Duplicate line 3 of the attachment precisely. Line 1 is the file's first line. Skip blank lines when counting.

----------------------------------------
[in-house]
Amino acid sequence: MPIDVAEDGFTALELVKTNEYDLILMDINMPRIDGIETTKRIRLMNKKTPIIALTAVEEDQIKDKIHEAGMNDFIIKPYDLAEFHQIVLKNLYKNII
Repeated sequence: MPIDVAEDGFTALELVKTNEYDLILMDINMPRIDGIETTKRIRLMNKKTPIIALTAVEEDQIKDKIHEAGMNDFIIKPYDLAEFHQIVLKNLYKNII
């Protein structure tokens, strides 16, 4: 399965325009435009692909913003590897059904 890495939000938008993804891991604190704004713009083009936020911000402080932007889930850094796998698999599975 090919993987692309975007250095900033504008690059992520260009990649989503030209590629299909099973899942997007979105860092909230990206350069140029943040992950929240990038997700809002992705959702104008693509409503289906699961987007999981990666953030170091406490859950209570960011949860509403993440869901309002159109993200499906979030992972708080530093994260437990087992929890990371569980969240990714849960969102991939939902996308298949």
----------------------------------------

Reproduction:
Repeated sequence: MPIDVAEDGFTALELVKTNEYDLILMDINMPRIDGIETTKRIRLMNKKTPIIALTAVEEDQIKDKIHEAGMNDFIIKPYDLAEFHQIVLKNLYKNII